Reports coming out state the gunman wore a helmet cam and recorded this disgusting act of mass murder, even returning to the scene and assasinating survivors. The toll may be over 30.
Comes as no surprise to me that the NZ PM has mooted that if found guilty the shooter should serve part of his sentence in Australia.
We will have to bear some of the cost of his incarceration it would appear.
We are pretty close as nations but are separate. Seems to me that if you offend another State's law you should face that State's punishment. Australia may feel some responsibility for this alleged murderer but it would be a pity to weaken the principle because of the extraordinary nature of the crime.
The guilty culprit should feel the full weight of the law dissapearing under it for as long as it is possible to maintain it.
I commend our PM for coming out very quickly and saying on the day of the terror attack:
"I condemn the violent, extremist, right-wing terrorist attack that has stolen the lives of so many innocent New Zealanders as they went about their peaceful practice of worship at their mosques in Christchurch today."
If he had not done so there would have been condemnation as he was very forthright when the Melbourne terror attack occurred when he said something along the lines that more should be coming from the Muslim community in condemning these terrorist attacks carried out by extremists.
I would certainly hope if there are any more terror attacks in Australia that condemnation is forthcoming from ALL races and faiths.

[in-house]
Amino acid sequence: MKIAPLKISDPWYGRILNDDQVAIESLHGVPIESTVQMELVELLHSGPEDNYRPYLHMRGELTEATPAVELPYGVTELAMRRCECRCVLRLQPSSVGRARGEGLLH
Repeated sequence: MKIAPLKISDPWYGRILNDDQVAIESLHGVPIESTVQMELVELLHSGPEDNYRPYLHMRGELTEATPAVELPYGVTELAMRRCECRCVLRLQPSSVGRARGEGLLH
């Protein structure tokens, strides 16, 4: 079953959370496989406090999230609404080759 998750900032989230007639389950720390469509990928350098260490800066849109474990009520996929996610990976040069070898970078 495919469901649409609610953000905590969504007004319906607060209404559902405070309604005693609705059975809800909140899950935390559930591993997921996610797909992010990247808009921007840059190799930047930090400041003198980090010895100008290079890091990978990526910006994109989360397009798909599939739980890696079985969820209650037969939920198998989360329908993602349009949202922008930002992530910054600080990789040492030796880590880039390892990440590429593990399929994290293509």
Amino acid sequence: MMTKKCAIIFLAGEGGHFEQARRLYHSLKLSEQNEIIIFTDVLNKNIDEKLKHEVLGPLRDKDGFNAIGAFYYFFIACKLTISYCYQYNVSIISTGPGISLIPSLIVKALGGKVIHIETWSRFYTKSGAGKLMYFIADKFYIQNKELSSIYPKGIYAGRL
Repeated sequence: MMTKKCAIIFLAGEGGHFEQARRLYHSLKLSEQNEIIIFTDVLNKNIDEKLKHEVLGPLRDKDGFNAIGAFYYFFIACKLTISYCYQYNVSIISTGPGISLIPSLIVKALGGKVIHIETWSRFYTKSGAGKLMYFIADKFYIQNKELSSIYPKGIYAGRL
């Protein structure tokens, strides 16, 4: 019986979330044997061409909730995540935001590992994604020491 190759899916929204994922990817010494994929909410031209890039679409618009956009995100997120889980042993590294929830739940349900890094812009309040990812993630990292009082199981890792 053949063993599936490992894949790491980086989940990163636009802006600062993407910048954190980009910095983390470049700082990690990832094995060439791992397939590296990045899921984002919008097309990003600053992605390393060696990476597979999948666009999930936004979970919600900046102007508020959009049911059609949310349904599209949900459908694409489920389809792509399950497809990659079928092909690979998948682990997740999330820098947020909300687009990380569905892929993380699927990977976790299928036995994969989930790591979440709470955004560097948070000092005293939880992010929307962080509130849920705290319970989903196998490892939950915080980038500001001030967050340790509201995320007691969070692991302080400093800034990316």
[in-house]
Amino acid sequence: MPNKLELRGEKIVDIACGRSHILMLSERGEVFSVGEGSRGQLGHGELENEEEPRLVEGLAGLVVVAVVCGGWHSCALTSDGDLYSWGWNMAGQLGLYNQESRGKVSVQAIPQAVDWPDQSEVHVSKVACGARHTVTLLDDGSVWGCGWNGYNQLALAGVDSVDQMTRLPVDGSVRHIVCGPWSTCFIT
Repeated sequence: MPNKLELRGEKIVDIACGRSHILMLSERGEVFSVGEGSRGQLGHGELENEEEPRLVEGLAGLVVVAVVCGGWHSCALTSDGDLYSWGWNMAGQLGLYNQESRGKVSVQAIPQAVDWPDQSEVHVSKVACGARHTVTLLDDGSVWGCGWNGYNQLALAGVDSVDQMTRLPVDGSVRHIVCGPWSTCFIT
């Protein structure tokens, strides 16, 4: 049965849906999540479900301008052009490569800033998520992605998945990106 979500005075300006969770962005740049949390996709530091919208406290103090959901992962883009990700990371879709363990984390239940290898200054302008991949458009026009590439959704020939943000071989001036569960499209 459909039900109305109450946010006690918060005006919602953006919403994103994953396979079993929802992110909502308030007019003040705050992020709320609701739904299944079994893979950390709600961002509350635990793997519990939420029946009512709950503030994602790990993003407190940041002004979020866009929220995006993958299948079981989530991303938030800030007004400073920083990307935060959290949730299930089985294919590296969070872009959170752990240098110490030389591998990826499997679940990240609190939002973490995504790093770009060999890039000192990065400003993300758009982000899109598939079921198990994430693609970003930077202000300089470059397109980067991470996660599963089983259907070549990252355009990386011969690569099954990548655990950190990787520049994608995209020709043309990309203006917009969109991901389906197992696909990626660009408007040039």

A heated debate with senator @PaulineHansonOz and @HumanHeadline over Fraser Anning and anti-muslim rhetoric.
Herald Sun - link
"Turns out the ABC fact checkers didn't check enough.
Anning got his 56 per cent figure from an estimate made in 2015 by Henry Ergas, who says the ABC misses some crucial detail:
The number of people not working, to which my column referred, is the sum of those who are out of work and seeking a job — that is, the unemployed — and those who are neither working nor seeking work, that is, who are not in the labour force.
My 56 per cent estimate covered both.
Unfortunately , in citing that estimate, Anning — who has no reason to be aware of the technicalities — omitted the reference to the numbers unemployed, instead merely referring to those “not in the labour force”. However, it is clear from the context, and from his reliance on my column, that he meant the overall share not working; but his technical error was more than enough for the ABC.
“Gotcha!” its taxpayer-funded sleuths must have shouted. And off they went, going to enormous lengths to show that according to the 2016 census, the proportion of working-age Muslims who are not in the labour force is below 50 per cent.
Indeed it is, with the census putting that proportion at 42.8 per cent. Stressing that 42.8 per cent is “significantly less” than the 56 per cent “cited by Senator Anning”, the ABC breathlessly handed down its verdict: “Senator Anning is wrong.”
Now, call me old-fashioned, but I prefer my comparisons like for like. And the ABC’s obviously is not.
After all, my column explicitly referred to the proportion who are “either unemployed or not in the labour force”. And the senator was referring to my estimate, even if he took shortcuts in describing it.
But never one to give a sucker an even break (except, of course, when the sucker is one of its own), the ABC — in a report that covers about four pages of text — didn’t find space to disclose the proportion that can properly be compared with mine.
No wonder: at 51.3 per cent, that number — that is, the share of working-age Muslims who are not working — is both very close to my rough estimate in 2015 and fully in line with the claim the senator sought to make."